Nine killed, 50 trapped in Pakistan factory collapse
LAHORE SEVEN women and two children were killed, with dozens of others trapped under rubble when a factory collapsed in Pakistan’s city of Lahore on Monday, officials said.
The three-storey building used to manufacture veterinary medicines came crashing down, probably the result of a boiler and a gas cylinder explosion at the premises in the congested Multan Road area, police said.
Rescue workers dug through the rubble with bare hands, desperate to answer trembling cries for help from people trapped beneath concrete slabs as sobbing relatives urged rescuers to do everything possible to recover their loved ones.
Police said the Orient Labs (Private) Limited factory was illegal as it was without the proper registration, and they were hunting down its three partners.
The accident at the 25-yearold factory will likely highlight poor safety procedures among Pakistani manufacturers and, with a 12-year-old boy among the dead, the use of child labour.
“Three bodies have been pulled out. Two are women and one a child. There are two other bodies of women still under the rubble,” senior police official Ghulam Mehmood Dogar told AFP at the site.
Rescue workers later emerged with one of the bodies wrapped in a white sheet, and later with another body, that of a 14-year-old boy, which was put in a waiting ambulance and driven to hospital, an AFP correspondent said. Police had also reported the death, earlier, of a 12-year-old boy.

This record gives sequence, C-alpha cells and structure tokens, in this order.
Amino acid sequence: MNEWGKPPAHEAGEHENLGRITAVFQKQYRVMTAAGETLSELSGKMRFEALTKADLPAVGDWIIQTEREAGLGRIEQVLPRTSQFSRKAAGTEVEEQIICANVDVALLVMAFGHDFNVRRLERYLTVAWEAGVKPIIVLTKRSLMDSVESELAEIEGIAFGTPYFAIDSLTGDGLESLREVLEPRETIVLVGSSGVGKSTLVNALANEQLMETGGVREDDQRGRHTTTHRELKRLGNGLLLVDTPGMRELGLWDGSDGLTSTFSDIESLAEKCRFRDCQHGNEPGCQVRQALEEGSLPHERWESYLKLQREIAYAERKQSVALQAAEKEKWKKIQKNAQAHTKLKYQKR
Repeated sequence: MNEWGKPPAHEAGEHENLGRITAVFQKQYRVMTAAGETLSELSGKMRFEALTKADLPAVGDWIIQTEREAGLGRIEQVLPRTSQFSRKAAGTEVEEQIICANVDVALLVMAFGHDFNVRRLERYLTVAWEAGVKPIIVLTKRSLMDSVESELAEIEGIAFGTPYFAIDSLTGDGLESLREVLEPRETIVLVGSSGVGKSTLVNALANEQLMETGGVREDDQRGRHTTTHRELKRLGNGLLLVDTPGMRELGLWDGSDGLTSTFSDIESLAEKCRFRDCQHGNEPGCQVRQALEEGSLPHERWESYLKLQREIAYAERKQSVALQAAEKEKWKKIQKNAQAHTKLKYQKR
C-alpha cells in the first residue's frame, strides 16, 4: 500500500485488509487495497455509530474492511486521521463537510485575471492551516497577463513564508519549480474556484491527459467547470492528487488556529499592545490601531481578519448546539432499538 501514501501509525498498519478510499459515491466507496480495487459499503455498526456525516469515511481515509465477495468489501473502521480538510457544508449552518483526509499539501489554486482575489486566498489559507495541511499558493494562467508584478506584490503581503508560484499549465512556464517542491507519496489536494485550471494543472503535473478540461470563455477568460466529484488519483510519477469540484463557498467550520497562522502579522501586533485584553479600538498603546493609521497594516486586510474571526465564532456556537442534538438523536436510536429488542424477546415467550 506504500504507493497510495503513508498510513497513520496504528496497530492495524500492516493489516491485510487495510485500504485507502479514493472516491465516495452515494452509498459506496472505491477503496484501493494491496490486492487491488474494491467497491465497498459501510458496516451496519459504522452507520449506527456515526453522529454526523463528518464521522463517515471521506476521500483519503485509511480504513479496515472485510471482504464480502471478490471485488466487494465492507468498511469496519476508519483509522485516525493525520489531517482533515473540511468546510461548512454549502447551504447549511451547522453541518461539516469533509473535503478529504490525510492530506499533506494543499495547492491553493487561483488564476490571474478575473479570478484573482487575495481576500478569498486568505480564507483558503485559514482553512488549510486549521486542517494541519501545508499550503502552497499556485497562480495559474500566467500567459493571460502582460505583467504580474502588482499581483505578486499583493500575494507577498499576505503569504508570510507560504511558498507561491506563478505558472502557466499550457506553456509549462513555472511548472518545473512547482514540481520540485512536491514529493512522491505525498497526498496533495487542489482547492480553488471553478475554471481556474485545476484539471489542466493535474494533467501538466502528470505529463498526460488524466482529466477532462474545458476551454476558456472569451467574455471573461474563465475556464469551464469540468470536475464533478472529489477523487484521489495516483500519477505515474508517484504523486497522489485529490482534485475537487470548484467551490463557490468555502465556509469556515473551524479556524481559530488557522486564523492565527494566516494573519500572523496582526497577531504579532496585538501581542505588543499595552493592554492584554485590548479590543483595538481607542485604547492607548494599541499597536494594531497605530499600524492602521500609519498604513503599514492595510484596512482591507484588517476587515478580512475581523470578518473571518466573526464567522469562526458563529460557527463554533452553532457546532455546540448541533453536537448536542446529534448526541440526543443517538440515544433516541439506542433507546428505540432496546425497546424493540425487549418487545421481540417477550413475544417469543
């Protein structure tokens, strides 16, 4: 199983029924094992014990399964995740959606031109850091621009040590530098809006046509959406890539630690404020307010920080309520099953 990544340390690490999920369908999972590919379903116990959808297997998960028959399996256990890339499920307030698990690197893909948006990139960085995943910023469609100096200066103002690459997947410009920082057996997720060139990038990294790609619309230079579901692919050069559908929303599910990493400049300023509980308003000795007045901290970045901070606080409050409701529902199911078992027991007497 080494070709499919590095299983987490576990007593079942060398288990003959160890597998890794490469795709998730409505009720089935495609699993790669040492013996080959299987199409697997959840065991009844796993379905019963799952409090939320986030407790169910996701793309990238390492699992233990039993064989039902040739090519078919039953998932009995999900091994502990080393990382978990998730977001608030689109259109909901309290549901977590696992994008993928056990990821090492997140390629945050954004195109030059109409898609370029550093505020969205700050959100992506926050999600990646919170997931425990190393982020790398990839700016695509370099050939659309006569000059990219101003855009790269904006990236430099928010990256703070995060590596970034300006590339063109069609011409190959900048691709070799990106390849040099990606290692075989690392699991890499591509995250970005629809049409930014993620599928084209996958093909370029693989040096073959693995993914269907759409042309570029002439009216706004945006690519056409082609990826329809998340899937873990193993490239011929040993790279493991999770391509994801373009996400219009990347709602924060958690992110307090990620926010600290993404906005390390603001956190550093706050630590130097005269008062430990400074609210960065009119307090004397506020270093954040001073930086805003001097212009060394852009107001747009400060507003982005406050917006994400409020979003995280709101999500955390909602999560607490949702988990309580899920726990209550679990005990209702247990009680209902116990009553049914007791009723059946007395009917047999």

“Eighteen people have been accounted for and 45 to 50 are still feared to be buried under the rubble,” Dogar said.
An AFP photographer said he saw the hand of a motionless woman lying under the rubble. Rescue worker Mohammad Asif also put the death toll at five, saying one boy and four women had been killed.
“The workers were mostly women and children who were engaged in packing up the medicines,” Asif told AFP.
Mohammad Akram, 50, said he ran to the site shortly after 8:00 am (0300 GMT), desperately worried about his 10- year-old son, Asad, a packer.
“I came here rushing and weeping but luckily my son has been rescued. He is injured and alive. But my 12-year old nephew is still missing.” The main working hours were 8:00 am to 5:00 pm, but employees were quite often required to work late into the night as well, Akram said.
The rescue effort was hampered by narrow lanes and it took time for heavy cranes and excavators to reach the area.
“It’s a big disaster. It is too early to say when we’ll finish.
We want to recover alive as many people as possible,” said rescue worker Ahmed Raza.